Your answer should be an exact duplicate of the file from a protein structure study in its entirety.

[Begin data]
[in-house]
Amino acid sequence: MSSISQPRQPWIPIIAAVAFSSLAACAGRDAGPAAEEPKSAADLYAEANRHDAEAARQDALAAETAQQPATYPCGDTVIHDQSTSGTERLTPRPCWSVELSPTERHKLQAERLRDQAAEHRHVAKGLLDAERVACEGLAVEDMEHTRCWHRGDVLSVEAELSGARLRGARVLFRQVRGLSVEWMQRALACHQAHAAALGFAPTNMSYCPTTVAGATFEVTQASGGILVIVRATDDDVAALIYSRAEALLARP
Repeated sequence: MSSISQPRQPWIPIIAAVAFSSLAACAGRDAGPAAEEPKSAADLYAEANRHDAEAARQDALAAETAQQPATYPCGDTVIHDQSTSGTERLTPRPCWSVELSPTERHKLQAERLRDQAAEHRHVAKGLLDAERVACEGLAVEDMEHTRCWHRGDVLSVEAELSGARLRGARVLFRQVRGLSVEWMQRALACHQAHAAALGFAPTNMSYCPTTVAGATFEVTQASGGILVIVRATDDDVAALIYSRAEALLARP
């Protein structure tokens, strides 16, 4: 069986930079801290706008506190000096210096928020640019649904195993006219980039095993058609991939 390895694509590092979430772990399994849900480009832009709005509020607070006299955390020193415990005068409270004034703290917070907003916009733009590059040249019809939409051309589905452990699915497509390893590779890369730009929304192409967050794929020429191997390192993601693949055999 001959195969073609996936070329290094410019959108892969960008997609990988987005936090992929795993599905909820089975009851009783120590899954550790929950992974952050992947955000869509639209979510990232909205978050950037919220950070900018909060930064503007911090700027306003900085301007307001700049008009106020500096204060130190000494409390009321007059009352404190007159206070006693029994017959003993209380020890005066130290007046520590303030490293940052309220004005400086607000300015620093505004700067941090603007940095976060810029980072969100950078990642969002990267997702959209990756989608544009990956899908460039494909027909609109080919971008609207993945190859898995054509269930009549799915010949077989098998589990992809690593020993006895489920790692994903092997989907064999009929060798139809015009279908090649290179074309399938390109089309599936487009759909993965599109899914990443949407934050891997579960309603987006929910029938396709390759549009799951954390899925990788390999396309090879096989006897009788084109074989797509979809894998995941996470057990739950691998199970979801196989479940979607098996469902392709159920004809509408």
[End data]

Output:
[in-house]
Amino acid sequence: MSSISQPRQPWIPIIAAVAFSSLAACAGRDAGPAAEEPKSAADLYAEANRHDAEAARQDALAAETAQQPATYPCGDTVIHDQSTSGTERLTPRPCWSVELSPTERHKLQAERLRDQAAEHRHVAKGLLDAERVACEGLAVEDMEHTRCWHRGDVLSVEAELSGARLRGARVLFRQVRGLSVEWMQRALACHQAHAAALGFAPTNMSYCPTTVAGATFEVTQASGGILVIVRATDDDVAALIYSRAEALLARP
Repeated sequence: MSSISQPRQPWIPIIAAVAFSSLAACAGRDAGPAAEEPKSAADLYAEANRHDAEAARQDALAAETAQQPATYPCGDTVIHDQSTSGTERLTPRPCWSVELSPTERHKLQAERLRDQAAEHRHVAKGLLDAERVACEGLAVEDMEHTRCWHRGDVLSVEAELSGARLRGARVLFRQVRGLSVEWMQRALACHQAHAAALGFAPTNMSYCPTTVAGATFEVTQASGGILVIVRATDDDVAALIYSRAEALLARP
């Protein structure tokens, strides 16, 4: 069986930079801290706008506190000096210096928020640019649904195993006219980039095993058609991939 390895694509590092979430772990399994849900480009832009709005509020607070006299955390020193415990005068409270004034703290917070907003916009733009590059040249019809939409051309589905452990699915497509390893590779890369730009929304192409967050794929020429191997390192993601693949055999 001959195969073609996936070329290094410019959108892969960008997609990988987005936090992929795993599905909820089975009851009783120590899954550790929950992974952050992947955000869509639209979510990232909205978050950037919220950070900018909060930064503007911090700027306003900085301007307001700049008009106020500096204060130190000494409390009321007059009352404190007159206070006693029994017959003993209380020890005066130290007046520590303030490293940052309220004005400086607000300015620093505004700067941090603007940095976060810029980072969100950078990642969002990267997702959209990756989608544009990956899908460039494909027909609109080919971008609207993945190859898995054509269930009549799915010949077989098998589990992809690593020993006895489920790692994903092997989907064999009929060798139809015009279908090649290179074309399938390109089309599936487009759909993965599109899914990443949407934050891997579960309603987006929910029938396709390759549009799951954390899925990788390999396309090879096989006897009788084109074989797509979809894998995941996470057990739950691998199970979801196989479940979607098996469902392709159920004809509408």